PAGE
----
The Education Secretary yesterday announced proposals to make state schools more like independent schools, with pupils taking the private school common entrance exam and schools staying open for longer.
He also had to deal with criticism of his decision not to give Ofsted chair and Labour supporter Baroness Morgan a second term.
Westbourne Communications head of comms and former Metro political editor John Higginson said education was the sector with the second strongest unions after transport and a forceful approach was necessary.
"Gove faces a difficult PR job and whatever he does the unions will shout very loud," he said. "Unions know how to get their point across and the secretary of state can’t come across as weak and dithery. You want someone strong and forceful who is not afraid of a fight. You can’t take that approach and make everyone happy but if you look at Gove he’s not blustering."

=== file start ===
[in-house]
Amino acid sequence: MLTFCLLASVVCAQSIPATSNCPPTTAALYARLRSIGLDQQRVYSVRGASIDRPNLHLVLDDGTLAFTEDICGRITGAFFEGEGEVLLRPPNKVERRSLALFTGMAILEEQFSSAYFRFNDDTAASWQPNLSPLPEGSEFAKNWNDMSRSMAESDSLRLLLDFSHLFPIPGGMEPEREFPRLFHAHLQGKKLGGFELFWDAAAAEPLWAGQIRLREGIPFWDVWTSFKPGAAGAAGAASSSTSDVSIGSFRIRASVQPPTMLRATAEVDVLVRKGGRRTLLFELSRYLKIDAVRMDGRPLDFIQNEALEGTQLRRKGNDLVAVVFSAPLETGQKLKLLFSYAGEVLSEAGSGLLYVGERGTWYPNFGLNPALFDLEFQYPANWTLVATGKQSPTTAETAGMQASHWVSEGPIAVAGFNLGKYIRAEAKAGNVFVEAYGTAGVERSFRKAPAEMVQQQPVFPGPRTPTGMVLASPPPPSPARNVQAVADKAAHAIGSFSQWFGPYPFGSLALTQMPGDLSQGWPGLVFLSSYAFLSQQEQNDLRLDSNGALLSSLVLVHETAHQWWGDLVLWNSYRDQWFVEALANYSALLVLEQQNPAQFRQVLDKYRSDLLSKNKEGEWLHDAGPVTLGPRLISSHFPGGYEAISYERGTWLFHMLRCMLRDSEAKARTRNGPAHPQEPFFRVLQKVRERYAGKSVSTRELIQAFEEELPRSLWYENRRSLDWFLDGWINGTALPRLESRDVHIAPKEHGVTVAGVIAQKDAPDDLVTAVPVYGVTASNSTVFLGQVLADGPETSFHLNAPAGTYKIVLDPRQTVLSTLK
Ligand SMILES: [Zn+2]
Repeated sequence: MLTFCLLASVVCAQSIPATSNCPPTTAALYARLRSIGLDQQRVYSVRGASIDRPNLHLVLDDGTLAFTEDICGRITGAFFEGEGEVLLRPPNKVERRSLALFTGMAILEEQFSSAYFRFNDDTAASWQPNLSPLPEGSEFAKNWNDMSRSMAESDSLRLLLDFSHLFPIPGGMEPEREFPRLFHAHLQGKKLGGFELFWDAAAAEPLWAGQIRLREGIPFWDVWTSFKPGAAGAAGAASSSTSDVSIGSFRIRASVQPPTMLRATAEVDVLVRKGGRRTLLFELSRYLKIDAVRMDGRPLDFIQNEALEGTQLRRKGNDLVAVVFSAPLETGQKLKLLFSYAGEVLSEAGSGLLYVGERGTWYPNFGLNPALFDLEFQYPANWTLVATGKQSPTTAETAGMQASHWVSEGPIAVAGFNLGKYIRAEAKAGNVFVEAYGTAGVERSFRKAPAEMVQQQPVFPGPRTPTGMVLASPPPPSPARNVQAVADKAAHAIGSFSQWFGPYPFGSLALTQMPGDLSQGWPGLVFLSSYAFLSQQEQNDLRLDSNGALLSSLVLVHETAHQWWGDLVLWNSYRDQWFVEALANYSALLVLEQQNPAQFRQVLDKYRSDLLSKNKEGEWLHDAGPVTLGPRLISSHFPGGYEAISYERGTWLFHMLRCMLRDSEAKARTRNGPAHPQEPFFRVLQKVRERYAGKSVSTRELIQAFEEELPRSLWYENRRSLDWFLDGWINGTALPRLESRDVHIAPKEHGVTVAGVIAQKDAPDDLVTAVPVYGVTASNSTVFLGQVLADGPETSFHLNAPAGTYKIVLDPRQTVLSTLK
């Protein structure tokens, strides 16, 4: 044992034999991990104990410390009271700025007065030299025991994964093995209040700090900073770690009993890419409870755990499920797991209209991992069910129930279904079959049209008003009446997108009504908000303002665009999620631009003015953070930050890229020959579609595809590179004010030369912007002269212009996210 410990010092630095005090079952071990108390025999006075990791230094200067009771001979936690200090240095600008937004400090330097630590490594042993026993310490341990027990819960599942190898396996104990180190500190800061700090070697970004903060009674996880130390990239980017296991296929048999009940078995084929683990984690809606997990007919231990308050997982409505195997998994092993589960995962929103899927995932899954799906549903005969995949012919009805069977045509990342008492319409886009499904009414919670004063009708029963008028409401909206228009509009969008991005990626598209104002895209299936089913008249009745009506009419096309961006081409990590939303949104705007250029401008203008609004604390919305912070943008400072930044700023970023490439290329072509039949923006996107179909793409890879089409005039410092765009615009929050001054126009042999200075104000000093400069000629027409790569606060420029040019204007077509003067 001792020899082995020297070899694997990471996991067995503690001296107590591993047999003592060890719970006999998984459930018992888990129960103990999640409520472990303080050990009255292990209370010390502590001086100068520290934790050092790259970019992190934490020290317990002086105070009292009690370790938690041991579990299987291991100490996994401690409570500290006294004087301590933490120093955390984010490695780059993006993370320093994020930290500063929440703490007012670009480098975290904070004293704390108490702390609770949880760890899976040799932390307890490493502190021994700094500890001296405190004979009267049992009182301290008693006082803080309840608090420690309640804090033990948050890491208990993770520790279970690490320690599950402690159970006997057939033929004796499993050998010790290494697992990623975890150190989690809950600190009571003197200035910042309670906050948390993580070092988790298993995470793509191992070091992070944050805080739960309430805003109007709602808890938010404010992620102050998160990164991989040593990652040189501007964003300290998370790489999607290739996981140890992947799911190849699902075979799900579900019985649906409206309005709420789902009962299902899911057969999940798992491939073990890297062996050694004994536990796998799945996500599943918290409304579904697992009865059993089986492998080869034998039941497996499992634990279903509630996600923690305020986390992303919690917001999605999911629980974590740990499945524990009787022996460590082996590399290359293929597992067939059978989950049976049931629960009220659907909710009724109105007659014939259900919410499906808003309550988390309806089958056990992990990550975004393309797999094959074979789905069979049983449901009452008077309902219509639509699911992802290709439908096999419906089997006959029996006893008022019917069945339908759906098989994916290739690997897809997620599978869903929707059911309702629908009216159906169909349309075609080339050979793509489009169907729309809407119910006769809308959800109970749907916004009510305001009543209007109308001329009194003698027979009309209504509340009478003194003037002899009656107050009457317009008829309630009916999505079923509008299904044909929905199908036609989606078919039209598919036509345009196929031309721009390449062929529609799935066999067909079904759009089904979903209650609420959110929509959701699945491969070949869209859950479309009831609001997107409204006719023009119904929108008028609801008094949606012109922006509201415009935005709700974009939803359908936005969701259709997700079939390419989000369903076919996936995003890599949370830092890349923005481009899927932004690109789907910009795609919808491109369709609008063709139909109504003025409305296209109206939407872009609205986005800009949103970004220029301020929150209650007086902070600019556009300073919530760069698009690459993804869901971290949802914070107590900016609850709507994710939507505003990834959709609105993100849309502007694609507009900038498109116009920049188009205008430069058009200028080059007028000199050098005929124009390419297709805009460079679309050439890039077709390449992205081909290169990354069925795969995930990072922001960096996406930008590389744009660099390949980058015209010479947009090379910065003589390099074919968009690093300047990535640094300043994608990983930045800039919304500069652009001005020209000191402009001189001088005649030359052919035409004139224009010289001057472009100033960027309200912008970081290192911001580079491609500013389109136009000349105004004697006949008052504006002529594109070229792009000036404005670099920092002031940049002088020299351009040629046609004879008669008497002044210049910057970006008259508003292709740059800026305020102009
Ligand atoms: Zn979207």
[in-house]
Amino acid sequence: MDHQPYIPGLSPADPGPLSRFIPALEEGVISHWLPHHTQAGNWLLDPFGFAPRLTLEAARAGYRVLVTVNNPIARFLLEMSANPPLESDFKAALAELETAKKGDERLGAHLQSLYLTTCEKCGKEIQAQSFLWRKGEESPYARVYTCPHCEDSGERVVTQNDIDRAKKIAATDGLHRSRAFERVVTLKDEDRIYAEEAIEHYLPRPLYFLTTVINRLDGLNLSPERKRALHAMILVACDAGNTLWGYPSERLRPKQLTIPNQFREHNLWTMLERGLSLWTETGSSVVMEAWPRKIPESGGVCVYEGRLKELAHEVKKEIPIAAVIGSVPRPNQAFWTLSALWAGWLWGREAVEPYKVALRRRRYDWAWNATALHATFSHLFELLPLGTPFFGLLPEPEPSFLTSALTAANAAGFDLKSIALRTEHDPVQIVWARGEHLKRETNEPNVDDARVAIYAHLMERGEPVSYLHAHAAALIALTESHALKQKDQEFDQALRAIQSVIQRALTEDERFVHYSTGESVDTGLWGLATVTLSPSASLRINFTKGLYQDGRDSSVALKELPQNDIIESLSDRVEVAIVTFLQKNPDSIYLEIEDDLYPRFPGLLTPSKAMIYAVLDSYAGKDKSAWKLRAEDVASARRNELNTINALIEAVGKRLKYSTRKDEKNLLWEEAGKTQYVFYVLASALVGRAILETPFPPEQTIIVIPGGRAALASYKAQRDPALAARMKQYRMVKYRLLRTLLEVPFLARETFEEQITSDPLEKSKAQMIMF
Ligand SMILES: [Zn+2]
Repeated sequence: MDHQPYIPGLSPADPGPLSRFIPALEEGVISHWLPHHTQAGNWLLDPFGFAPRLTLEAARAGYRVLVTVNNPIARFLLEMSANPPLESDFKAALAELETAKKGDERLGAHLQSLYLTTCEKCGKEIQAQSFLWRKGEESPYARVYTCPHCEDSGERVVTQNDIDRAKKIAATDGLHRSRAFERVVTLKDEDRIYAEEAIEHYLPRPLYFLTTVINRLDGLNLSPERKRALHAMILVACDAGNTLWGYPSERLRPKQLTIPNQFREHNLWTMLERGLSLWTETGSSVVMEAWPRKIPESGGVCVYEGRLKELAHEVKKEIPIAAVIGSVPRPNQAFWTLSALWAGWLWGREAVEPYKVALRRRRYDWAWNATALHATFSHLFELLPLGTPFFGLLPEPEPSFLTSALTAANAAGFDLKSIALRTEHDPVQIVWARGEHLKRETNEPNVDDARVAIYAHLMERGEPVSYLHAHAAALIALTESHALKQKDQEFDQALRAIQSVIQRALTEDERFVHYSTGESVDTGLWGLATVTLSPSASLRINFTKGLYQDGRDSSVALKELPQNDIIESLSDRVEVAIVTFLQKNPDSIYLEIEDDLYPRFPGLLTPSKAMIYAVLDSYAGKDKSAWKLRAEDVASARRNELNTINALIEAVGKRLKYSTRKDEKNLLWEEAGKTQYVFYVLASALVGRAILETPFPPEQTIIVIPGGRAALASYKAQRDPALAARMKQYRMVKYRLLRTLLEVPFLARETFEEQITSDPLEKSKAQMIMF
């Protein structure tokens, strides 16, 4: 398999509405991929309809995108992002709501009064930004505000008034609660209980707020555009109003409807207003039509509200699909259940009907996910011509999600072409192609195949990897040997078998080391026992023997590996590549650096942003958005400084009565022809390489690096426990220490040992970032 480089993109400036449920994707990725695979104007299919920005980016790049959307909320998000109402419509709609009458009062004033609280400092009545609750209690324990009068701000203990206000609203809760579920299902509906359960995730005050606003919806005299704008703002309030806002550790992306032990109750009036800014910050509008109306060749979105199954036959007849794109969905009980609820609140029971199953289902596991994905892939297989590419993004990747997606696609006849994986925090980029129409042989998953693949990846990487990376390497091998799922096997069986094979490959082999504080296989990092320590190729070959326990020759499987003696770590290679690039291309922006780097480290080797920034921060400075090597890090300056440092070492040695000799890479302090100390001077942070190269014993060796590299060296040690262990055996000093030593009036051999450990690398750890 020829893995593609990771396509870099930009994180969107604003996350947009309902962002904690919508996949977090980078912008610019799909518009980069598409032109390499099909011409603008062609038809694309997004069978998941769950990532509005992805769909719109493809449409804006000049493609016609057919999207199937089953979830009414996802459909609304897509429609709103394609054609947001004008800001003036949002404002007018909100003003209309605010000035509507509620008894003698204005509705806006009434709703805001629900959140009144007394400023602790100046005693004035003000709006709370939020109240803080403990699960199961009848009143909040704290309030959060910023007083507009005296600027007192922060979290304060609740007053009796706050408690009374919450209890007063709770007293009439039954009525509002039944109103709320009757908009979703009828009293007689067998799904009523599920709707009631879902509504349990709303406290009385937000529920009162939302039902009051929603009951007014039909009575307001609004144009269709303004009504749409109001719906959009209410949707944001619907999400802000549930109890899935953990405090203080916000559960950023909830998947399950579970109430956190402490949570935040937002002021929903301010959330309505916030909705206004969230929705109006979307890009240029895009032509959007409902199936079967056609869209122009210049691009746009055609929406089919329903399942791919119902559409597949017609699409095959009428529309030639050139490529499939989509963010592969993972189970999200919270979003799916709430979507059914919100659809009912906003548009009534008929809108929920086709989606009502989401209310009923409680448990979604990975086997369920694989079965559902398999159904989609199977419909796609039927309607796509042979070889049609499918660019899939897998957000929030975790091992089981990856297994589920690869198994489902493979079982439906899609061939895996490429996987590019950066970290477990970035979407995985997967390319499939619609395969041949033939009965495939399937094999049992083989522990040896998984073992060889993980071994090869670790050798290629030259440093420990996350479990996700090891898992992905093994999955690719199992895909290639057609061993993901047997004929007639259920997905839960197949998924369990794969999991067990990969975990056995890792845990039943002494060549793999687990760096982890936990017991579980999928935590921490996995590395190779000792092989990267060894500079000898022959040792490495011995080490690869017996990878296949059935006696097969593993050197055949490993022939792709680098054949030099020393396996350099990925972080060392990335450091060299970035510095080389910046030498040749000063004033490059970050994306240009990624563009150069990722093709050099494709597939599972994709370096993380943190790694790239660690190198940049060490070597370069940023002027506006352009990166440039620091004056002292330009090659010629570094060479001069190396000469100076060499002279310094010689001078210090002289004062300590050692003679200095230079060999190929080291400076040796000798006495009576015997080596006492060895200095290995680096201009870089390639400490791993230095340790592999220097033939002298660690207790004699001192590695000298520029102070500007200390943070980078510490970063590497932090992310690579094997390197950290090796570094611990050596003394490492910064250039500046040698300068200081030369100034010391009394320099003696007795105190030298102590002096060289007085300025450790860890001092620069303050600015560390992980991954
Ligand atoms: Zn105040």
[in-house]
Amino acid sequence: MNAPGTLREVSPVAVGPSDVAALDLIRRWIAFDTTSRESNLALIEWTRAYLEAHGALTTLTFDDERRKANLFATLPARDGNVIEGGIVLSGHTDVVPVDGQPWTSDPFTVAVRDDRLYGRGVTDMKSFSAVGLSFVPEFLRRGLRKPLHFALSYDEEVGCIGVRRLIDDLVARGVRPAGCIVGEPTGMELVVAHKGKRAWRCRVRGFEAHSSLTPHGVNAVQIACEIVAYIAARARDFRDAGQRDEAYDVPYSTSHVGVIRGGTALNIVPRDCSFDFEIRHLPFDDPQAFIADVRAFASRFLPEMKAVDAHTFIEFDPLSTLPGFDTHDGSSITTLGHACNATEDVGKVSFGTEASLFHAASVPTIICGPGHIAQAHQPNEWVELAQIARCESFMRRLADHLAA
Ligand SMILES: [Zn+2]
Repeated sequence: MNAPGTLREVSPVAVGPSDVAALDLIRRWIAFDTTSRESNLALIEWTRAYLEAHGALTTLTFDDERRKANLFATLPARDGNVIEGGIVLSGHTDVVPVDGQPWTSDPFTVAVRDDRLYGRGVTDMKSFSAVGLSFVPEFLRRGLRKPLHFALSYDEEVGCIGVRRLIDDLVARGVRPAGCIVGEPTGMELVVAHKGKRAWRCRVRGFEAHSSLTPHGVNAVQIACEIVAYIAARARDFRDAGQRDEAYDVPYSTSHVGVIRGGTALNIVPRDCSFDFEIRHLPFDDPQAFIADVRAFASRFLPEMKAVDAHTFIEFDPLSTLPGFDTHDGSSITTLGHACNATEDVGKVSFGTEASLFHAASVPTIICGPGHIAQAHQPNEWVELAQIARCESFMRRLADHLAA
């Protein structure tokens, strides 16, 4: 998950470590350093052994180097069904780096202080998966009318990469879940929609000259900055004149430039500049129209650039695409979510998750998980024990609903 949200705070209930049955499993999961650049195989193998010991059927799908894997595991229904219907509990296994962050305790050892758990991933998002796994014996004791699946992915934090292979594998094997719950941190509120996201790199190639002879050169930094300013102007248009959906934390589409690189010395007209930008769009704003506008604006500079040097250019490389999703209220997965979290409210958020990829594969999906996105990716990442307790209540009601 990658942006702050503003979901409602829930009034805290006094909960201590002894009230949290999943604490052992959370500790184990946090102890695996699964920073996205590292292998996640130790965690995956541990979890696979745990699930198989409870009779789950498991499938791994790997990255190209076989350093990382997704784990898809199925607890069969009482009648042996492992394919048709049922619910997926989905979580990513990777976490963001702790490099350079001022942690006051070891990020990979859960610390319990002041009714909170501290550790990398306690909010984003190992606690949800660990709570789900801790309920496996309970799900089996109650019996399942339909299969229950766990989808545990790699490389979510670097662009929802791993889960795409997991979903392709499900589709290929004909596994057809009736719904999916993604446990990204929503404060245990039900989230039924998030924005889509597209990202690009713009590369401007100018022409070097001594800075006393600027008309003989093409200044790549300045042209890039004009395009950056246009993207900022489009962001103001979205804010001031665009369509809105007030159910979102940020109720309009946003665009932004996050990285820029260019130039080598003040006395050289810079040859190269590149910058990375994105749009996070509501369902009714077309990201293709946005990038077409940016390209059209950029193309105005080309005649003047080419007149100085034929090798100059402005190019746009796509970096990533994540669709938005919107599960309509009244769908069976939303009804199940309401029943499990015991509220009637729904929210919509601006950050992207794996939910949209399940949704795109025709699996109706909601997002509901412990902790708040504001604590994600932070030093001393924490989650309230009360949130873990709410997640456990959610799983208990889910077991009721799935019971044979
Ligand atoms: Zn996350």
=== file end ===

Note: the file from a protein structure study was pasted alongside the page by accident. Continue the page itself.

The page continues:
MHP acting head of public affairs Nick Laitner agreed, but said Gove may have gone too far.
"Michael Gove has learned from Tony Blair that difficult reforms have to be approached on a battle footing," he said. "But in any battle, you need allies, and it seems like the Education Secretary has gone out of his way to burn bridges with the parts of the Labour Party that were on his side – not just Sally Morgan but Andrew Adonis and others. This pointless belligerence will make his reforms harder to achieve in the long run, and he may live to rue his actions of the past few days."
Interel director Lee Whitehill said Gove had made his point well. "However, when even friends such as Matthew Paris worry he may be flying a little too close to the sun then he should take stock and avoid believing his own PR," he added.